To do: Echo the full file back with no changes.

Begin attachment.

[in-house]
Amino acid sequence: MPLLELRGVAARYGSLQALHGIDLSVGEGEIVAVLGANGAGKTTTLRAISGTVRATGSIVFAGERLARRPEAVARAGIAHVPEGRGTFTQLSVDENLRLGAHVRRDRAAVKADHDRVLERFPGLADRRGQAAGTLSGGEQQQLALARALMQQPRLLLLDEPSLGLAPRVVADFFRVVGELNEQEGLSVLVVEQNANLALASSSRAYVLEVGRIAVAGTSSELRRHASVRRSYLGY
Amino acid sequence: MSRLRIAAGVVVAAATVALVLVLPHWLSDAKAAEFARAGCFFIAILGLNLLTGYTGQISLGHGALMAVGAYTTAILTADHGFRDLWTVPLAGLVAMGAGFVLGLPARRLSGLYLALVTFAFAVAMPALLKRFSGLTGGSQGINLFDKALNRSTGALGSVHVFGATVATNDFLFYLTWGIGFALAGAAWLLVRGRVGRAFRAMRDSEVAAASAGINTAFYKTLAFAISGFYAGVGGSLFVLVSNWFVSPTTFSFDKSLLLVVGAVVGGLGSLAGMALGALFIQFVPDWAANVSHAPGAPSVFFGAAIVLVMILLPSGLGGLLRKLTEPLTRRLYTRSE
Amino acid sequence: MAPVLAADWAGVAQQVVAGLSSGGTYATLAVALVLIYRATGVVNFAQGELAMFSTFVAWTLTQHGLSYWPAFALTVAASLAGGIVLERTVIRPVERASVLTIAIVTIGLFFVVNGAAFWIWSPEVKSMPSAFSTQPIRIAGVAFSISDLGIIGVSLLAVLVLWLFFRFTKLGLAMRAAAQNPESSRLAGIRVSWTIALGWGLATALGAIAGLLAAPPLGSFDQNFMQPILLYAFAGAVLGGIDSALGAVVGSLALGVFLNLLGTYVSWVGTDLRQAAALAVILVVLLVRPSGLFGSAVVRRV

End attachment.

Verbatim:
[in-house]
Amino acid sequence: MPLLELRGVAARYGSLQALHGIDLSVGEGEIVAVLGANGAGKTTTLRAISGTVRATGSIVFAGERLARRPEAVARAGIAHVPEGRGTFTQLSVDENLRLGAHVRRDRAAVKADHDRVLERFPGLADRRGQAAGTLSGGEQQQLALARALMQQPRLLLLDEPSLGLAPRVVADFFRVVGELNEQEGLSVLVVEQNANLALASSSRAYVLEVGRIAVAGTSSELRRHASVRRSYLGY
Amino acid sequence: MSRLRIAAGVVVAAATVALVLVLPHWLSDAKAAEFARAGCFFIAILGLNLLTGYTGQISLGHGALMAVGAYTTAILTADHGFRDLWTVPLAGLVAMGAGFVLGLPARRLSGLYLALVTFAFAVAMPALLKRFSGLTGGSQGINLFDKALNRSTGALGSVHVFGATVATNDFLFYLTWGIGFALAGAAWLLVRGRVGRAFRAMRDSEVAAASAGINTAFYKTLAFAISGFYAGVGGSLFVLVSNWFVSPTTFSFDKSLLLVVGAVVGGLGSLAGMALGALFIQFVPDWAANVSHAPGAPSVFFGAAIVLVMILLPSGLGGLLRKLTEPLTRRLYTRSE
Amino acid sequence: MAPVLAADWAGVAQQVVAGLSSGGTYATLAVALVLIYRATGVVNFAQGELAMFSTFVAWTLTQHGLSYWPAFALTVAASLAGGIVLERTVIRPVERASVLTIAIVTIGLFFVVNGAAFWIWSPEVKSMPSAFSTQPIRIAGVAFSISDLGIIGVSLLAVLVLWLFFRFTKLGLAMRAAAQNPESSRLAGIRVSWTIALGWGLATALGAIAGLLAAPPLGSFDQNFMQPILLYAFAGAVLGGIDSALGAVVGSLALGVFLNLLGTYVSWVGTDLRQAAALAVILVVLLVRPSGLFGSAVVRRV